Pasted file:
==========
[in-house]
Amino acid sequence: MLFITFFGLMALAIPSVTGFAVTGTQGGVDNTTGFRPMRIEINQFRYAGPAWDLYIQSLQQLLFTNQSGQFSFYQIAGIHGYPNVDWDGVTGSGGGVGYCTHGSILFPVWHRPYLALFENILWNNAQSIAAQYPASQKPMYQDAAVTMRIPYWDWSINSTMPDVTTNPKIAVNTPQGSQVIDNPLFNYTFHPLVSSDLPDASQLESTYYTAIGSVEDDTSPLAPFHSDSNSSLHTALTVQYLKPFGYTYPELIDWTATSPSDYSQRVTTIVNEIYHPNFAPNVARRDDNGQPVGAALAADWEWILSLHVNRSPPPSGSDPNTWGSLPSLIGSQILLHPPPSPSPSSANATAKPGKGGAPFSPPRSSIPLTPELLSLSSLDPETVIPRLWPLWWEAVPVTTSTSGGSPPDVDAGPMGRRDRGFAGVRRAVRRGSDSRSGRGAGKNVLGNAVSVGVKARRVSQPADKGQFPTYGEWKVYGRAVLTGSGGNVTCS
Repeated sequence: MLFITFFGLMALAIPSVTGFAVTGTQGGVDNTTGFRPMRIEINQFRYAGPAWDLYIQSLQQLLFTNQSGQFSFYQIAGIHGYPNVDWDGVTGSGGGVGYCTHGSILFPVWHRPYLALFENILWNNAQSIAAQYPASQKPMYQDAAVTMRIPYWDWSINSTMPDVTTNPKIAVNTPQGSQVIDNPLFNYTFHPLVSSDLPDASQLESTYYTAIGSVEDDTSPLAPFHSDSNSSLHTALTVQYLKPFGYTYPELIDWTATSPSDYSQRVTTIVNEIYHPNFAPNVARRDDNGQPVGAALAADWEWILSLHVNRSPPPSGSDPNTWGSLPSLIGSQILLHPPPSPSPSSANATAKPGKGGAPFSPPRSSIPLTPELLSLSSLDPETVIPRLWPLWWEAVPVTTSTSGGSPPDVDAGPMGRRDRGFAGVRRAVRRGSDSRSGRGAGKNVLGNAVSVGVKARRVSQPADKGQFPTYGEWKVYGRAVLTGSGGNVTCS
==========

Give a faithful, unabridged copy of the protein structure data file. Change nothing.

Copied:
[in-house]
Amino acid sequence: MLFITFFGLMALAIPSVTGFAVTGTQGGVDNTTGFRPMRIEINQFRYAGPAWDLYIQSLQQLLFTNQSGQFSFYQIAGIHGYPNVDWDGVTGSGGGVGYCTHGSILFPVWHRPYLALFENILWNNAQSIAAQYPASQKPMYQDAAVTMRIPYWDWSINSTMPDVTTNPKIAVNTPQGSQVIDNPLFNYTFHPLVSSDLPDASQLESTYYTAIGSVEDDTSPLAPFHSDSNSSLHTALTVQYLKPFGYTYPELIDWTATSPSDYSQRVTTIVNEIYHPNFAPNVARRDDNGQPVGAALAADWEWILSLHVNRSPPPSGSDPNTWGSLPSLIGSQILLHPPPSPSPSSANATAKPGKGGAPFSPPRSSIPLTPELLSLSSLDPETVIPRLWPLWWEAVPVTTSTSGGSPPDVDAGPMGRRDRGFAGVRRAVRRGSDSRSGRGAGKNVLGNAVSVGVKARRVSQPADKGQFPTYGEWKVYGRAVLTGSGGNVTCS
Repeated sequence: MLFITFFGLMALAIPSVTGFAVTGTQGGVDNTTGFRPMRIEINQFRYAGPAWDLYIQSLQQLLFTNQSGQFSFYQIAGIHGYPNVDWDGVTGSGGGVGYCTHGSILFPVWHRPYLALFENILWNNAQSIAAQYPASQKPMYQDAAVTMRIPYWDWSINSTMPDVTTNPKIAVNTPQGSQVIDNPLFNYTFHPLVSSDLPDASQLESTYYTAIGSVEDDTSPLAPFHSDSNSSLHTALTVQYLKPFGYTYPELIDWTATSPSDYSQRVTTIVNEIYHPNFAPNVARRDDNGQPVGAALAADWEWILSLHVNRSPPPSGSDPNTWGSLPSLIGSQILLHPPPSPSPSSANATAKPGKGGAPFSPPRSSIPLTPELLSLSSLDPETVIPRLWPLWWEAVPVTTSTSGGSPPDVDAGPMGRRDRGFAGVRRAVRRGSDSRSGRGAGKNVLGNAVSVGVKARRVSQPADKGQFPTYGEWKVYGRAVLTGSGGNVTCS